For the rest of the third period and overtime, the Americans dominated possession, and star-making individual performances became obvious. Speedy forward Kendall Coyne, all of 5-foot-2, outraced the Canadians to puck after puck. Defenseman Lee Stecklein seemed everywhere. In IIHF play, teams dress 20 skaters, rather than the NHL’s 18, and overtime is 4-on-4; despite the larger rosters and smaller playing units, Stecklein played a team-high 8:51 of the 20-minute overtime period, denying Canadian clearance attempts on the expansive international ice, often alone as her defensive partner pinched to put pressure on Szabados.
Back in the American end, goalie Maddie Rooney, a 20-year-old Olympic rookie from the University of Minnesota-Duluth, continued to blunt the Canadian offense. In the first period, she preserved a scoreless tie with a sprawling, full-extension save that recalled legendary Czech goalie Dominik Hasek. While Rooney wasn’t as busy in overtime, she did backstop one last American penalty kill to preserve the tie and send the game to a shootout.
Hockey purists, by and large, hate shootouts because they reduce a game — in this case, a gold-medal game — to a test of which team is better on a breakaway. But while NHL shootouts are perfunctory and often clumsy, this was an electrifying showcase of skill and daring, from Gigi Marvin’s bundled-in opening goal for the U.S. to top-shelf snapshots by Canada’s Meghan Agosta and Team USA’s Amanda Kessel. Canadian forward Mélodie Daoust had the audacity to attempt the Postage Stamp move. The Postage Stamp move is so named because Peter Forsberg used it to win a gold medal for Sweden in the 1994 Olympics and was immortalized on a stamp in his home country.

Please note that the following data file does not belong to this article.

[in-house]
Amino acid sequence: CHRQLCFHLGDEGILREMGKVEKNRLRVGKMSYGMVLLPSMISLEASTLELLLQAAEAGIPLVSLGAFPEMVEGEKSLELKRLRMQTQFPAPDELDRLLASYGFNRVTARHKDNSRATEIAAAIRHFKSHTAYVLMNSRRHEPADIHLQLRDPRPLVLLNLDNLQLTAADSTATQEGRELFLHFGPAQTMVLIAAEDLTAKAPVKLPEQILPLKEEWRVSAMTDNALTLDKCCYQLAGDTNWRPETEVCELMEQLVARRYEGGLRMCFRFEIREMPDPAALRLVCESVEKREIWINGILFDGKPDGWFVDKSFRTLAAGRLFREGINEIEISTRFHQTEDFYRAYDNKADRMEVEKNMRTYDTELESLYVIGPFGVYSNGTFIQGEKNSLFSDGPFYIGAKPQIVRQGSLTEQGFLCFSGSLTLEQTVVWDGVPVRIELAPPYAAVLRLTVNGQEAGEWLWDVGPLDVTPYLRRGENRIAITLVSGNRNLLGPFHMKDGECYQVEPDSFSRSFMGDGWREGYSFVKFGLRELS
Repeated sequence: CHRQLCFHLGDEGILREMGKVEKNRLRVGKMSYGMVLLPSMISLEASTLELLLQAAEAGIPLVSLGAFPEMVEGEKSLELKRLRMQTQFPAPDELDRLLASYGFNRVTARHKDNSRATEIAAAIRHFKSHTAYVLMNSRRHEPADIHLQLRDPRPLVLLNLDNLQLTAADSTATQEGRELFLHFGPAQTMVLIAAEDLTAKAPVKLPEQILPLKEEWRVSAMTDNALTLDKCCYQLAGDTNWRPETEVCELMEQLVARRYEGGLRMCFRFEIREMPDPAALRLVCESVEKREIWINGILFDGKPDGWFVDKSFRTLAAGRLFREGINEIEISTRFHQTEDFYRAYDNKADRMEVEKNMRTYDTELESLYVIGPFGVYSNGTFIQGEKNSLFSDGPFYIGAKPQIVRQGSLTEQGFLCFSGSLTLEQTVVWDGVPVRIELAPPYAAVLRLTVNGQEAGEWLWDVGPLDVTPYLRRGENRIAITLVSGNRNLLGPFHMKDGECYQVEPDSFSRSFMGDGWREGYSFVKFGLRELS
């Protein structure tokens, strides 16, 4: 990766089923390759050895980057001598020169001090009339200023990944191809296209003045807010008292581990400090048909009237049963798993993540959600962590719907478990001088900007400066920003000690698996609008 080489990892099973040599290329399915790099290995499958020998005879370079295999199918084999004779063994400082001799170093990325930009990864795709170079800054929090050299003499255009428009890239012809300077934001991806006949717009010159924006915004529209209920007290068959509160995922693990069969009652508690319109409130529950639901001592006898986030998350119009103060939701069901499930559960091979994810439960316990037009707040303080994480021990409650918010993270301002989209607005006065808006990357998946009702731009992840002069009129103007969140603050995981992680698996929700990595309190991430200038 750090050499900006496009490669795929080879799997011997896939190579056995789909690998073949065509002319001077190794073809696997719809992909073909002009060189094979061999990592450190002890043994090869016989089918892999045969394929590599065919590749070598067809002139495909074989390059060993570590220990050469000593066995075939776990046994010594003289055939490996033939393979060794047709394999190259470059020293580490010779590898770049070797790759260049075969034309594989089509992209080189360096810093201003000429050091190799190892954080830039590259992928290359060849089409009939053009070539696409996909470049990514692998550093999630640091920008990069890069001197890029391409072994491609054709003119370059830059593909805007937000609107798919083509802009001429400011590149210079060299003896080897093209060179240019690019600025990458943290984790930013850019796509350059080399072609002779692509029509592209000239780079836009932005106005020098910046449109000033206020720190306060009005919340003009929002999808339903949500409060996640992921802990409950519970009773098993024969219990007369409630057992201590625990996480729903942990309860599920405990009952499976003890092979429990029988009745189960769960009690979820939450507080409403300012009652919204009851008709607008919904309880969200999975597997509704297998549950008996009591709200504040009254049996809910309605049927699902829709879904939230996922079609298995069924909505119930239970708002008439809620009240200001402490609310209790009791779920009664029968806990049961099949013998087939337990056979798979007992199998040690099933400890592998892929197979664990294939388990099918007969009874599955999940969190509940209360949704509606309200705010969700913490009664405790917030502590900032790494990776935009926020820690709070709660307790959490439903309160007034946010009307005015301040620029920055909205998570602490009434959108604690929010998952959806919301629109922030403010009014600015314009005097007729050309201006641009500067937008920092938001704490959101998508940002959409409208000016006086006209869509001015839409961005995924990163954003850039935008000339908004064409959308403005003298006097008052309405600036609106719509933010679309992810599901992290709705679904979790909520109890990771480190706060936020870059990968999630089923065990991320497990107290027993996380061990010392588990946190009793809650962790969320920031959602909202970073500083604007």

Daoust not only broke out the Postage Stamp move, but also got Rooney to fall on her back like a stranded turtle, sliding the puck past the American goaltender.
IIHF shootouts are five rounds long, and if the game hasn’t been decided by then, the shootout goes to sudden death, and coaches are given the option to repeat shooters. American coach Robb Stauber declined that, sending Lamoureux-Davidson, who hadn’t shot yet, out for round six. The move she used, which she called “Oops! I Did It Again,” turned the unbeatable Szabados’s bones to jelly.
That left Agosta with one chance to score and keep the game going. At somewhere past 2 in the morning on the East Coast, Agosta tried to go low on Rooney, who closed her pads to snuff out the attempt. As Rooney stood, the puck remained on the ice and started to slide slowly toward the open goal. Rooney bent down and flicked it away with her trapper, sealing America’s first women’s hockey gold medal since she was 7 months old.
The teeth-chattering intensity of a great hockey game doesn’t subside quickly. Not if it has 20 years of Olympic baggage attached, and certainly not if, by some superhuman feat of emotional and physical strength, you were obliged to play in it rather than watch it from the fetal position in your pajamas. It fades gradually, then flows away, leaving you a wobbly-legged mess of emotion and relief.
That’s why Marvin, Duggan, and others were moved to tears on the medal stand in Sochi, and why Poulin and many of her teammates reacted the same way when faced with a similar set of circumstances in South Korea. It’s why you invest the emotional energy in loving or hating people you’ll never meet and shouting at their good or bad fortune from halfway across the world. And for these Americans, winning gold so dramatically in their first attempt after the heartbreak of Sochi gives them a leg up on their rival for the first time in a generation, and at a time when their influence is greater than ever.
A great hockey game is a momentary thrill, but so is being electrocuted, and people don’t do that for fun. Without that catharsis at the end, a game like this wouldn’t be worth staying up to watch, much less hating your neighbor over.